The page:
Australian airline and airport chiefs are seeing who can shout the loudest on charges, but like a lovers’ tiff, they will remain together long into the future, more by necessity than genuine love!

You can’t escape the noise in Australia on the subject of airport charges. Airlines claim they are unfair, airports claim they are essential to support infrastructure development and meet airline and passenger requirements. What is sure, it is a subject where a sustainable middle ground accepted by both sides is unlikely to be found. However, even a strained relationship is a necessity as without one another than simply cannot exist.

Ok, you could argue that an airport could ultimately gain a second life as an out of town retail centre or business park, whereas until technology permits an alternative, airlines require a runway to land their aircraft. It is major topic that last week brought the CEOs of Australia’s two largest airlines together at the National Press Club in Canberra taking the same stage to the discuss the issue.

Qantas CEO Alan Joyce described the fees and charges from monopoly airports as “excessive and damaging the economy”, with airports continuing to “reap super profits because there is no real threat of intervention to moderate their behaviour”. He reported that airports “collect 25% more revenue” per passenger “than they did 10 years ago while domestic airfares have dropped by almost 40%,” with Australia being “home to four of the five most profitable airports in the world”.

As a percentage of revenue, Mr Joyce said Australian airlines are “being slugged more than double what airlines in the US pay and 50% more than in Europe”. He also highlighted the reliance airlines have on airports and they cannot “just upstumps and fly to the next airport 15 minutes down the road” as “Australian airports are literally the only game in town” and they “have airlines and passengers over a barrel”.

Mr Joyce said he is “not suggesting for a minute that airports don’t deserve to turn a profit. Of course they do”. But with margins like theirs, “there is clearly something out of kilter,” he explained. And that is having knock-on effects to the wider economy, highlighting its ongoing dispute with Perth airport as a perfect example “of just how broken the system is” and is “holding back” its plans to launch direct flights between Perth and Paris.

With the lead times needed to launch a new route, he said he “can’t see us flying from Perth to Paris before 2022 – more than two years from now”. Had there not been this current charges dispute he acknowledged that Qantas could have been flying the route by early next year.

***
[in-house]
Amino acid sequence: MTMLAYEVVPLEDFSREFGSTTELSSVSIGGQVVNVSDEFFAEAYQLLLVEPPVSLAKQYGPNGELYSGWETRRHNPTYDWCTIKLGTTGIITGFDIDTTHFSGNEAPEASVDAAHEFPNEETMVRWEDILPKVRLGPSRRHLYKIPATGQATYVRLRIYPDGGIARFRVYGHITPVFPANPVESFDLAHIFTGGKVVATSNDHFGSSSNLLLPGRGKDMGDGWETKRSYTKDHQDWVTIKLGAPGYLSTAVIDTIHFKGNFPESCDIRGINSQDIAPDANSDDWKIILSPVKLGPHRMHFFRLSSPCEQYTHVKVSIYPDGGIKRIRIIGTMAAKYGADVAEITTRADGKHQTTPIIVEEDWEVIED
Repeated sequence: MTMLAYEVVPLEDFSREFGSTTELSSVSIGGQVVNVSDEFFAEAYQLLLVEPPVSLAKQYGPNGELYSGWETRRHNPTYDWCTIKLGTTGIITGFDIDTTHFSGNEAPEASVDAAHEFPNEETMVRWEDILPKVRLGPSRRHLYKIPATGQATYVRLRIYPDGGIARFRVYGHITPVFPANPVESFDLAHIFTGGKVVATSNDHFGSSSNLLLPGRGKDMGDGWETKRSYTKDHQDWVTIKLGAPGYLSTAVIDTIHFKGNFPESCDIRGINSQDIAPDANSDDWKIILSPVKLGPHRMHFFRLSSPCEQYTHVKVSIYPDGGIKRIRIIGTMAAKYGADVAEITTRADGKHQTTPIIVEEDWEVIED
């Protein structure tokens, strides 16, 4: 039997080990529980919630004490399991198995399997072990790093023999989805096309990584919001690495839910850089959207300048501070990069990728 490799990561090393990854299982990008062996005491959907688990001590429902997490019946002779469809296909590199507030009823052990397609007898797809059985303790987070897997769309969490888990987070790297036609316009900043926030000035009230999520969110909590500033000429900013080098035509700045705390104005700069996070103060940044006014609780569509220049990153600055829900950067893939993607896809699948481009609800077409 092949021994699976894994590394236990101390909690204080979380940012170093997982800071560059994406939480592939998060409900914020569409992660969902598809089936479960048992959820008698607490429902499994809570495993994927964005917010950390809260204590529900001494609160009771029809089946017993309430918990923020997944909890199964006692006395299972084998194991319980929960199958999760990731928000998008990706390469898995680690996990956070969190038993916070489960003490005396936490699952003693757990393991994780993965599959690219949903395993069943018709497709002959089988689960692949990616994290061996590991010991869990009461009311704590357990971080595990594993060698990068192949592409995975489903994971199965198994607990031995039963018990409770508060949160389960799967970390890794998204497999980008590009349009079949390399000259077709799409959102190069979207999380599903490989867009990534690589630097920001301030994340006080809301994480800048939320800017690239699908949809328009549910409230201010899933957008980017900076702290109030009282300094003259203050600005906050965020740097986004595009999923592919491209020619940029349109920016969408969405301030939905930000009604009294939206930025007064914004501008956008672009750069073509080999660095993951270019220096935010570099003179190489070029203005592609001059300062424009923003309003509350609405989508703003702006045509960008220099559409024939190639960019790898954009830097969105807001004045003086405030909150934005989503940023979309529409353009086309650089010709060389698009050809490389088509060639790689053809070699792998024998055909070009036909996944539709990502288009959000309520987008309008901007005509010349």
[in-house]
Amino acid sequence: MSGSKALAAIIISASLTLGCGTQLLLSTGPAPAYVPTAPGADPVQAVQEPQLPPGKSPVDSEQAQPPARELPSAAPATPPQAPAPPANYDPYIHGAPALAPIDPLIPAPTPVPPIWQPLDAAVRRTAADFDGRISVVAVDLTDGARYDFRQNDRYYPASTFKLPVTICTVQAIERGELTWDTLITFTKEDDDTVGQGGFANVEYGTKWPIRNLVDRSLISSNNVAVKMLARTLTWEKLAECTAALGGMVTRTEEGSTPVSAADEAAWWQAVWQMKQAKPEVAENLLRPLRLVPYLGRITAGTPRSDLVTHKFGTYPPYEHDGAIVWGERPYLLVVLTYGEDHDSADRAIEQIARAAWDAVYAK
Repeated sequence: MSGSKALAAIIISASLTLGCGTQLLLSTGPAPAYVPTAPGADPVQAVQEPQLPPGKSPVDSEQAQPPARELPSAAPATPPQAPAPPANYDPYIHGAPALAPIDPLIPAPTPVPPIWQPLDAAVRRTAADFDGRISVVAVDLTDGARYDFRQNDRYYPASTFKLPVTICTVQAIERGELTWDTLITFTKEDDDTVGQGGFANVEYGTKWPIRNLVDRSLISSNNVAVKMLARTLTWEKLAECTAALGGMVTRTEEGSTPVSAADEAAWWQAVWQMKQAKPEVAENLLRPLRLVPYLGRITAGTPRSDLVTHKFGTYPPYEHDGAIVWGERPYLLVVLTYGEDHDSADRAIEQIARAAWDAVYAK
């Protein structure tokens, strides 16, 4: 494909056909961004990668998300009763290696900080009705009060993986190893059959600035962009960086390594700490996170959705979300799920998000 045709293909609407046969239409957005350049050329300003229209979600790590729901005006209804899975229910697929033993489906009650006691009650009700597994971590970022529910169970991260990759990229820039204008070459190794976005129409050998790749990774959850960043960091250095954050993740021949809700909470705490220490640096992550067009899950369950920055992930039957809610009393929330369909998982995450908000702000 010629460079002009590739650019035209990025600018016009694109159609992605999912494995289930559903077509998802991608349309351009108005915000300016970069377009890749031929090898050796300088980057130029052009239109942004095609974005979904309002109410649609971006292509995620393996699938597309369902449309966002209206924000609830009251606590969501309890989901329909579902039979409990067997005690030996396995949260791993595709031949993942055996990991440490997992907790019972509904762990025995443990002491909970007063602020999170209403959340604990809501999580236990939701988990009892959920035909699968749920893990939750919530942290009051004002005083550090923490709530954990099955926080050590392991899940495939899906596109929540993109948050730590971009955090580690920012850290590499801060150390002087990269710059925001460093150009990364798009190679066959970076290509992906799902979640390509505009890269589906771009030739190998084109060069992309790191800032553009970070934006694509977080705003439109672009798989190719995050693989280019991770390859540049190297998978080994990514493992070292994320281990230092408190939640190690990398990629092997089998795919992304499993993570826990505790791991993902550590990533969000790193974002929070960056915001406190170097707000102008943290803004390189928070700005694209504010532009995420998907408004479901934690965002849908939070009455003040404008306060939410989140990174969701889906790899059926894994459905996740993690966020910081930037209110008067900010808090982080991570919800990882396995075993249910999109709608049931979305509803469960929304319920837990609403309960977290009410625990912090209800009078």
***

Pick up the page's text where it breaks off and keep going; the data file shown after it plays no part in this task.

“Deloitte Access Economics has estimated that our Perth-London flights boosted the WA economy by AUS70 million and created 600 full time jobs in its first year of operation. This means that the Western Australian economy is missing out on more than AUS100 million of activity because of the delays to Perth-Paris caused by Perth airport,” he said.

Virgin Australia CEO Paul Scurrah argued that the Productivity Commission “has dropped the ball with its draft report” on airport charges and said “we cannot afford to wait another five years to get this right”. Mr Scurrah stated “all airlines big and small (rich and poor)” are “swimming against the tide of costs” imposed by “privately owned, monopoly airports”.

Mr Scrurah noted in one listed Airport’s 2018 Annual Report, aeronautical services revenue increased by 52% with aircraft movements decreasing 0.3% in the same period. “I argue – Australia’s aviation system simply cannot afford golden runways that support EBITDA margins north of 45%,2 he said, and called for “a lot more equity and transparency in the relationship and for a negotiate/arbitrate model to be implemented”.

In response, Australian Airports Association (AAA) CEO Caroline Wilkie stated that Qantas and Virgin Australia simply “want to squeeze competition out of the market to entrench the domestic duopoly” as the carriers “know that’s exactly what will happen if they turn the screws on airport investment”.

She highlighted that “this isn’t the first time” we’ve seen this. “Qantas was down in Canberra in 2014 asking for a handout from the Government and since then they’ve made AUD6 billion in profit,” she explained, and in the last year alone “Qantas made more profit than the four major Australian airports combined”.

The debate will continue, but just like a lovers’ tiff, the airlines and airports will remain together long into the future, more by necessity than genuine love!